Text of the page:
Film & TV

Review: The Witcher

By Sophie Squire

People can be a little precious when it comes to retelling beloved stories in the form of a new medium, seeing the screen as an evil enemy to the richness that the book can provide. So, if ‘evil is evil. Lesser, greater, middling… makes no difference’ did the Netflix adaptation fill the Legendary Viper Boots it set out to?

The reality is that the screen provides a far larger visual scope to play around with a world. Poland, where Sapkowski, the author of the original books is from, saw the creation of some questionable screen adaptations. The game franchise rose from those ashes in 2007, giving new and loyal fans alike the chance to immerse themselves in the world that Geralt of Rivia inhabits. But, as if the details of the books were communicated down a string between two bean tins, some things got a little… skewed. However, the games are now taken as another form of canon in the Witcher universe; they are so widely played that the new Netflix series seems to be compared more commonly to them, even though the series is based on two short story collections in the world that Sapkowski created.

With the rise of Netflix’s Originals, ‘The Witcher’ is reborn. Released in the first month of 2020, it has already been received as one of the most anticipated releases of the year and seems to have comfortably risen to that role. But maybe only comfortably for pre-existing fans of the franchise: the show’s three timelines that grant each of the three main characters their own screen time, are barely discernible at the beginning. But fans of ‘The Witcher’ games and books will be familiar with the timelines, making the show seem to exclude new fans. Yennefer of Vengeberg, a powerful sorceress by her own creation, has the earliest timeline; it is one filled with politics, magic and world building, something very well done in the show! Ciri of Cintra, a young orphaned princess, leads the most recent: filled with desperation, fear and more politics. These two sandwich Geralt’s timeline which attempts to quench the thirst that many fans have for action. The short story collections that the show is based on shine through in these scenes of the titular character killing monsters and ‘hm’-ing his way through the world, accompanied by his trusty horse Roach and a very ‘hm’ inducing character, Jaskier. Fans of the game may not be familiar with that name, but Jaskier is the original name for Dandelion, a bard determined to be friends with Geralt. The dynamic of their relationship is very well executed in the show, think Donkey and Shrek walking through a sunflower field and you are part of the way there.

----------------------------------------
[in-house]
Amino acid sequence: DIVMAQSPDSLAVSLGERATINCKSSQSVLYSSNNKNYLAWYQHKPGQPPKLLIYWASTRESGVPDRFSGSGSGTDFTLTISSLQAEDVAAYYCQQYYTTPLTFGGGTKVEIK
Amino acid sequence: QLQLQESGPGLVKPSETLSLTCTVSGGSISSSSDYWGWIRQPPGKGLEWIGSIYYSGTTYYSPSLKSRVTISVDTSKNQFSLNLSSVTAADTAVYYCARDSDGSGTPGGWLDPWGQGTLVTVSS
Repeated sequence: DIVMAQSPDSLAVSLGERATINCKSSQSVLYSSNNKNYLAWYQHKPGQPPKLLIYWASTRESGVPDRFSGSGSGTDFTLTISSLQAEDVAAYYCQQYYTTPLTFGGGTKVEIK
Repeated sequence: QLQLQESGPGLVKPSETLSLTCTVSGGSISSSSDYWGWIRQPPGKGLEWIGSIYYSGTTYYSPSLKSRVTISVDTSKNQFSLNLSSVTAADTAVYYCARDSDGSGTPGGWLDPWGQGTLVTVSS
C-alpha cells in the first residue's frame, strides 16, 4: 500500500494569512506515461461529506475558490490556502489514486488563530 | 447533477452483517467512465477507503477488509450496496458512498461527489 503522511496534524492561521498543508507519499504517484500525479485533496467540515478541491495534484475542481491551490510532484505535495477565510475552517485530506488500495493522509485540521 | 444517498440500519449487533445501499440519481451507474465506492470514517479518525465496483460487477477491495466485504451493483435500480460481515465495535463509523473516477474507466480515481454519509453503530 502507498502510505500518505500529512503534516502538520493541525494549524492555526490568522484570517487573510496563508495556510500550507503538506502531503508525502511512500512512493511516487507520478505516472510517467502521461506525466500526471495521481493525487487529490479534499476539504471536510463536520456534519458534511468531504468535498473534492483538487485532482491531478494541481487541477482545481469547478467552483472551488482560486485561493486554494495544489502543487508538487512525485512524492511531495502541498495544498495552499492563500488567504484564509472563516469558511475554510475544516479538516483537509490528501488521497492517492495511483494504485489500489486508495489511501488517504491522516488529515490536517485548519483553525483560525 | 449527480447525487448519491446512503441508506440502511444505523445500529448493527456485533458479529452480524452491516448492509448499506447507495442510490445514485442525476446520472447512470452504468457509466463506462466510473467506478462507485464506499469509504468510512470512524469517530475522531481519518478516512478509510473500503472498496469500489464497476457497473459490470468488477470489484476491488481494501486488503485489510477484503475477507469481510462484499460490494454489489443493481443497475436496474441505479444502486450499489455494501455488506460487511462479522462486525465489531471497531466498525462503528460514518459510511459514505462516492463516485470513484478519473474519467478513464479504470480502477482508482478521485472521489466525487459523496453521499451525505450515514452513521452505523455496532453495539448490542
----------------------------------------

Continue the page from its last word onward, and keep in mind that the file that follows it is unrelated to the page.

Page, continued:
As someone who is passionate about fantasy, I believe that characters provide a gateway into any fantasy world. In ‘The Witcher’, all of the characters we meet are already familiar with the world, seeing action and conversations taking place around them as if nothing is new. But this risks the viewer being left behind if they are not tactfully introduced to the fantastical elements. It is undeniable that the Netflix adaptation is a mix of staying true to Sapkowski’s books, with lines of Geralt’s speech taken directly from them, and pandering to the fans of the game, with scenes that are visually so close that you almost feel you have a controller in your hands. This blending of the two creates a wonderful new layer to the Witcher universe, with fans in both camps comfortably placated. Hopefully, the second season will do some more work to explain things for the newer fans!